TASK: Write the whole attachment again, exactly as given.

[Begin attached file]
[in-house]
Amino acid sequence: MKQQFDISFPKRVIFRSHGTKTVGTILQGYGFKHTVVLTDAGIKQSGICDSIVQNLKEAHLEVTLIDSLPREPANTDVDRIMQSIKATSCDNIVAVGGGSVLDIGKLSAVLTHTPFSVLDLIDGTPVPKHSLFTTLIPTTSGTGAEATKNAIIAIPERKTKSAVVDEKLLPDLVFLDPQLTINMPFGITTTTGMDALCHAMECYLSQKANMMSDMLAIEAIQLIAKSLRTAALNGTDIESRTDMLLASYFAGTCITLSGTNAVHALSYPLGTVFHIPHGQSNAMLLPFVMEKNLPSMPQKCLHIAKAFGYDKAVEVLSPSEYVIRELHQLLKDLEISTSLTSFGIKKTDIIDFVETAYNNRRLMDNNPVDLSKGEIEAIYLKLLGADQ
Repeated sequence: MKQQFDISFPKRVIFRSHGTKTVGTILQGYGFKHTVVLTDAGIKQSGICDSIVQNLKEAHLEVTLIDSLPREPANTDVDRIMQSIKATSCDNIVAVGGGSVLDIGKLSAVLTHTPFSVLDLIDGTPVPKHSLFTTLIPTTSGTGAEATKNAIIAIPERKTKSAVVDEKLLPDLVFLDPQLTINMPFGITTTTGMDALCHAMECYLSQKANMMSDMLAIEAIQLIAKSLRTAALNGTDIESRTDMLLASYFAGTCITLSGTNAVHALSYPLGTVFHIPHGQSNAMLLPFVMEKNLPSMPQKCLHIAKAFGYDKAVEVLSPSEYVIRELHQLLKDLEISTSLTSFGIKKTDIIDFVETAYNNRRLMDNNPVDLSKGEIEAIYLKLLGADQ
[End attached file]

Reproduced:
[in-house]
Amino acid sequence: MKQQFDISFPKRVIFRSHGTKTVGTILQGYGFKHTVVLTDAGIKQSGICDSIVQNLKEAHLEVTLIDSLPREPANTDVDRIMQSIKATSCDNIVAVGGGSVLDIGKLSAVLTHTPFSVLDLIDGTPVPKHSLFTTLIPTTSGTGAEATKNAIIAIPERKTKSAVVDEKLLPDLVFLDPQLTINMPFGITTTTGMDALCHAMECYLSQKANMMSDMLAIEAIQLIAKSLRTAALNGTDIESRTDMLLASYFAGTCITLSGTNAVHALSYPLGTVFHIPHGQSNAMLLPFVMEKNLPSMPQKCLHIAKAFGYDKAVEVLSPSEYVIRELHQLLKDLEISTSLTSFGIKKTDIIDFVETAYNNRRLMDNNPVDLSKGEIEAIYLKLLGADQ
Repeated sequence: MKQQFDISFPKRVIFRSHGTKTVGTILQGYGFKHTVVLTDAGIKQSGICDSIVQNLKEAHLEVTLIDSLPREPANTDVDRIMQSIKATSCDNIVAVGGGSVLDIGKLSAVLTHTPFSVLDLIDGTPVPKHSLFTTLIPTTSGTGAEATKNAIIAIPERKTKSAVVDEKLLPDLVFLDPQLTINMPFGITTTTGMDALCHAMECYLSQKANMMSDMLAIEAIQLIAKSLRTAALNGTDIESRTDMLLASYFAGTCITLSGTNAVHALSYPLGTVFHIPHGQSNAMLLPFVMEKNLPSMPQKCLHIAKAFGYDKAVEVLSPSEYVIRELHQLLKDLEISTSLTSFGIKKTDIIDFVETAYNNRRLMDNNPVDLSKGEIEAIYLKLLGADQ